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Re: "svn info" good return code on bad URL

From: Peter N. Lundblad <peter_at_famlundblad.se>
Date: 2005-10-12 22:15:34 CEST

On Wed, 12 Oct 2005, Julian Foad wrote:

> > 2) I disagree that an invalid URL "inside" a repository is only a
> > warning. As I've said, this is arbitrary from the point of view of the
> > client. If I'm scripting and all I have is the command line client and
> > a given URL, how do I determine if that URL is valid or not? In the
> > past I've used "svn ls", but "svn info" should be usable here to. If ls
> > returns an error for a URL, shouldn't info do the same? They both
> > return data about a file on directory node.
> Yes, I completely agree with you. I was going to reply to Peter about that:
> Peter N. Lundblad wrote:
> >> it's arbitrary (from the point of view of the client) that the case
> >> above succeeds while the following fails. Any bad URL should fail.
> >
> > It's not completely arbitrary, since giving an URL that doesn't point to a
> > repository is fatal, but giving an URL with a non-existent path *inside*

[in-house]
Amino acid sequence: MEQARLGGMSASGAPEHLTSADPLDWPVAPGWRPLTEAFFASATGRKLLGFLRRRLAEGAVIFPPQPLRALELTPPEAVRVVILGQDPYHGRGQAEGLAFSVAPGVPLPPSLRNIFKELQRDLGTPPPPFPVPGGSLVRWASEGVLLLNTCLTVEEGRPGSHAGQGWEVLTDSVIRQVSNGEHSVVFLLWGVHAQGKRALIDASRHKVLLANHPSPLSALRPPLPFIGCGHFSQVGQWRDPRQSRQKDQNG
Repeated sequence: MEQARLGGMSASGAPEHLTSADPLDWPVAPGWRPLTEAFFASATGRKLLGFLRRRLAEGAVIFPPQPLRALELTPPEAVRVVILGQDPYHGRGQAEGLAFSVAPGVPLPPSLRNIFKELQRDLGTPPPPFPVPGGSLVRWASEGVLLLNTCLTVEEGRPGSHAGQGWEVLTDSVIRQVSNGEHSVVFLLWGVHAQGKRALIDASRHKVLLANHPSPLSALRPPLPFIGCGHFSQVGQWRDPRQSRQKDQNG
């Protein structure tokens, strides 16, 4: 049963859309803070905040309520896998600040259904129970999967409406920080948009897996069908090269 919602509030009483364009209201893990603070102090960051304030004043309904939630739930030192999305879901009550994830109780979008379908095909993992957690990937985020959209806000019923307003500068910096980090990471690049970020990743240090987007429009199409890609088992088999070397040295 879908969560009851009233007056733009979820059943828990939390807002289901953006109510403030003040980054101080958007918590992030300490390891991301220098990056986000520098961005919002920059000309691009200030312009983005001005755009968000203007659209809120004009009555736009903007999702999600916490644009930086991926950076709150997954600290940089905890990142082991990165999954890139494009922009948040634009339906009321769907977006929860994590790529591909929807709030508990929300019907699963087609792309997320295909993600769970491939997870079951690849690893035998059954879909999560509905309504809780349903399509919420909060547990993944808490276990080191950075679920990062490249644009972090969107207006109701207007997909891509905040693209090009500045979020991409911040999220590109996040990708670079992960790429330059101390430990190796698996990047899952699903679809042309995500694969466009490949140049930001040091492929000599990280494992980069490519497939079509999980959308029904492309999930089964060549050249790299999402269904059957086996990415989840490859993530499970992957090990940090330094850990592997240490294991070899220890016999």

> > the repository is not.
> The only sense in which it is "fatal" is that the current implementation
> terminates the program in that case. Since we are debating whether the
> behaviour is right, that is no grounds for an argument. We arbitrarily
> decide to make some errors fatal and others not, based on our best guess
> of what will be most useful for users.
Of course, but by "arbitrary" I mean some choice you make without good
arguments for one or the other side. Referring to a non-existent path and
trying to talk to a non-existent repository are two different things to
me. One might well argue that one of the cases should be treated like
"more fatal" than the other. I don't say I nececarily agree, though.

> > We (inconsistently) treat errors like "not under
> > version control" and "file does not exist" as non-fatal so you can use
> > wildcards. When thinking about this, it only seems to make sense for
> > working copy targets, though. So we could get rid of this for URLs if we
> > wanted to.
> Roughly; but "so you can use wildcards [that match more than just the
> intended files]" is only one example of a sloppy usage that is made
> "easier" by the decision. Similar cases do apply to URLs, e.g. "svn
> info $REPOS/branches/1.{0,1,2}.{0,1}" where you don't care if some of
> those combinations don't exist. So no, we shouldn't get rid of that
> behaviour just for URLs.

I think using wildcards that generate existing filenames is different from
explicitly listing (albeit in a compact form) paths, so just because we
ignore non-existent and unversioned WC paths in some cases doesn't
neceecarily mean we should ignore non-existent URLs. Again, I have no
strong feelings, I'm just pointing out that the two cases aren't
completely the same. If we want to go this route,we have more commands
that should continue after a non-existent URL. I tried svn ls for example.


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Received on Wed Oct 12 22:18:05 2005

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